Furthermore, protein requires a significant amount of energy for your body to break down. Therefore, eating it regularly may increase the number of calories you burn during the day (18, 20).

Based on several studies, it appears that protein’s effects on metabolism and appetite are most prominent when about 30% of calories are consumed from protein. This is 150 grams of protein on a 2,000 calorie diet (21, 22, 23, 24).


Protein may benefit weight maintenance by promoting fullness, increasing metabolism and reducing your total calorie intake.

4. Weigh Yourself Regularly

Monitoring your weight by stepping on the scale on a regular basis may be a helpful tool for weight maintenance. This is because it can make you aware of your progress and encourage weight control behaviors (25).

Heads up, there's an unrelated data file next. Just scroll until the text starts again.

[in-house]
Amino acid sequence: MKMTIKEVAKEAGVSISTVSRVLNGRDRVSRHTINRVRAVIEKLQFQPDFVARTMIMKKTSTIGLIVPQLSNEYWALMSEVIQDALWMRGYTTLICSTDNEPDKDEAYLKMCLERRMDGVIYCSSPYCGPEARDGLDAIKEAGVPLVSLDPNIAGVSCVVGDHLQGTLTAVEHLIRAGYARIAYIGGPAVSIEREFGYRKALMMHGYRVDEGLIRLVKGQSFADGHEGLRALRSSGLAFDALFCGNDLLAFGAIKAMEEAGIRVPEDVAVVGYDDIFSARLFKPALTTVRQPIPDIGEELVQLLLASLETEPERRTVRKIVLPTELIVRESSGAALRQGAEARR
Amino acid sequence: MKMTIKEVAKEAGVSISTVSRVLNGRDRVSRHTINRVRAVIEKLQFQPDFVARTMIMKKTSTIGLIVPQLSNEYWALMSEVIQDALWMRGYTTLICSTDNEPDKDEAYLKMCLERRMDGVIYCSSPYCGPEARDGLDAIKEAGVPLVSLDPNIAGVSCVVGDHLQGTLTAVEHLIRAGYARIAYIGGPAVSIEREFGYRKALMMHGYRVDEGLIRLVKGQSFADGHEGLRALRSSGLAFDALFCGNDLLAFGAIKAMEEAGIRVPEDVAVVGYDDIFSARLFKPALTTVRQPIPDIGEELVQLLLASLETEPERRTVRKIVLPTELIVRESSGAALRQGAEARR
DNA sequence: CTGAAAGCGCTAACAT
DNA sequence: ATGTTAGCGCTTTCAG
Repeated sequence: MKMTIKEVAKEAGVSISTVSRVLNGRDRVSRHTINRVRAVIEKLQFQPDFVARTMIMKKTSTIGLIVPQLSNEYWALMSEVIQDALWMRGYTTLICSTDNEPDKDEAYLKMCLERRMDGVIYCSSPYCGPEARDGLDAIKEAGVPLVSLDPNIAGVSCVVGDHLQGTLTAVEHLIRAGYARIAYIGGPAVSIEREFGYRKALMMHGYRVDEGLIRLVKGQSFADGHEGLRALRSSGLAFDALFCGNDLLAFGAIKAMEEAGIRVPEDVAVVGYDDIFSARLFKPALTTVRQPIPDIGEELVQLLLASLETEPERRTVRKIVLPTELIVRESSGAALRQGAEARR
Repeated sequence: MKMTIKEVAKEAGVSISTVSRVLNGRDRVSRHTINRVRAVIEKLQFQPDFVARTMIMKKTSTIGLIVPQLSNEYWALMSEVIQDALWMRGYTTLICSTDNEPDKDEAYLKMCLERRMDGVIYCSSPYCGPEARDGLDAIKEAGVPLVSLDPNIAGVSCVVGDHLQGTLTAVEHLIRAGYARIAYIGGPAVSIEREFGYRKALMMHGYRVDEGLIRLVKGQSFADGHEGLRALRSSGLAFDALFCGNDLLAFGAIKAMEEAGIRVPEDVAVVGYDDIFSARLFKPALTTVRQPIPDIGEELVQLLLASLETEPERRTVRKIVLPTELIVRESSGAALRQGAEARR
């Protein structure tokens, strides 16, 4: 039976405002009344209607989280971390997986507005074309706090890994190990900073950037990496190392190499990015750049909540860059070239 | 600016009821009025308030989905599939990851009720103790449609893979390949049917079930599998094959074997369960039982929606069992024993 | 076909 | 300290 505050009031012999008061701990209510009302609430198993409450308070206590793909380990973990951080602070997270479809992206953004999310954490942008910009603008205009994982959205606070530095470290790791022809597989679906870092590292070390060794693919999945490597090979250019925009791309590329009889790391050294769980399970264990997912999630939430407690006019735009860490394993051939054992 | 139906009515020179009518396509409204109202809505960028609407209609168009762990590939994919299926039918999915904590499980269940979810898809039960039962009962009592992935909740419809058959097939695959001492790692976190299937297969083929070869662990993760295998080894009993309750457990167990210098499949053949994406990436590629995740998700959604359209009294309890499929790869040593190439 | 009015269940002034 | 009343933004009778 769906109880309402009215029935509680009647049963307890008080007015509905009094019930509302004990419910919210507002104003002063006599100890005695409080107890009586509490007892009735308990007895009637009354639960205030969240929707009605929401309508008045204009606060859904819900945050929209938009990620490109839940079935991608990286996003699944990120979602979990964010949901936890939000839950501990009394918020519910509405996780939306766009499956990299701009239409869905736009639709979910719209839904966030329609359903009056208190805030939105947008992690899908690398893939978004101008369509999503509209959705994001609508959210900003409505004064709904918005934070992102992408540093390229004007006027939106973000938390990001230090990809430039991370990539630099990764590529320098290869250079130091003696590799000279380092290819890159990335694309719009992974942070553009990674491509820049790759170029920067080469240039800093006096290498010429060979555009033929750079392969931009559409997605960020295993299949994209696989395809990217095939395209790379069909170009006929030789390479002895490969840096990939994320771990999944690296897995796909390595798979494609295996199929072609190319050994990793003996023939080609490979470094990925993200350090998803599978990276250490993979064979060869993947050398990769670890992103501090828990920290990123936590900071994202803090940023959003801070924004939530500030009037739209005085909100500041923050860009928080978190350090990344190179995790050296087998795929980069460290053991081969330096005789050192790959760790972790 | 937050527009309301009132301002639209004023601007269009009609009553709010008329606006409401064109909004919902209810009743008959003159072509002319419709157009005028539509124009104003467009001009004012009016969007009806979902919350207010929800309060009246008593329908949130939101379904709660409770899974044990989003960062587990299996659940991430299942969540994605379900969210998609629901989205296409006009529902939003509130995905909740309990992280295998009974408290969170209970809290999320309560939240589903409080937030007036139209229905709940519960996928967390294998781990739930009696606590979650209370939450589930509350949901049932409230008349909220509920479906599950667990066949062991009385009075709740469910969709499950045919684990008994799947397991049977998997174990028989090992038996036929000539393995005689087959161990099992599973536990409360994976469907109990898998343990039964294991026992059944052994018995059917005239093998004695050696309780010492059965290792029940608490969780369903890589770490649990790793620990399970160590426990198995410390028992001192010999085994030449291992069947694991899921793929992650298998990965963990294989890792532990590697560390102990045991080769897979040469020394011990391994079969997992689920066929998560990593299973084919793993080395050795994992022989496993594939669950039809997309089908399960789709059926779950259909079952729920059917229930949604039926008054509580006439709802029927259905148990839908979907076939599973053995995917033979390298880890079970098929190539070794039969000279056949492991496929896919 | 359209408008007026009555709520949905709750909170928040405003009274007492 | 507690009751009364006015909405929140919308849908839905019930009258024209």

Those who weigh themselves may also eat fewer calories throughout the day, which is helpful for maintaining weight loss (26, 25).

In one study, people who weighed themselves six days a week, on average, consumed 300 fewer calories per day than those who monitored their weight less frequently (26).

How often you weigh yourself is a personal choice. Some find it helpful to weigh in daily, while others are more successful checking their weight once or twice a week.


Self-weighing may aid weight maintenance by keeping you aware of your progress and behaviors.

5. Be Mindful of Your Carb Intake

Weight maintenance may be easier to accomplish if you pay attention to the types and amounts of carbs that you eat.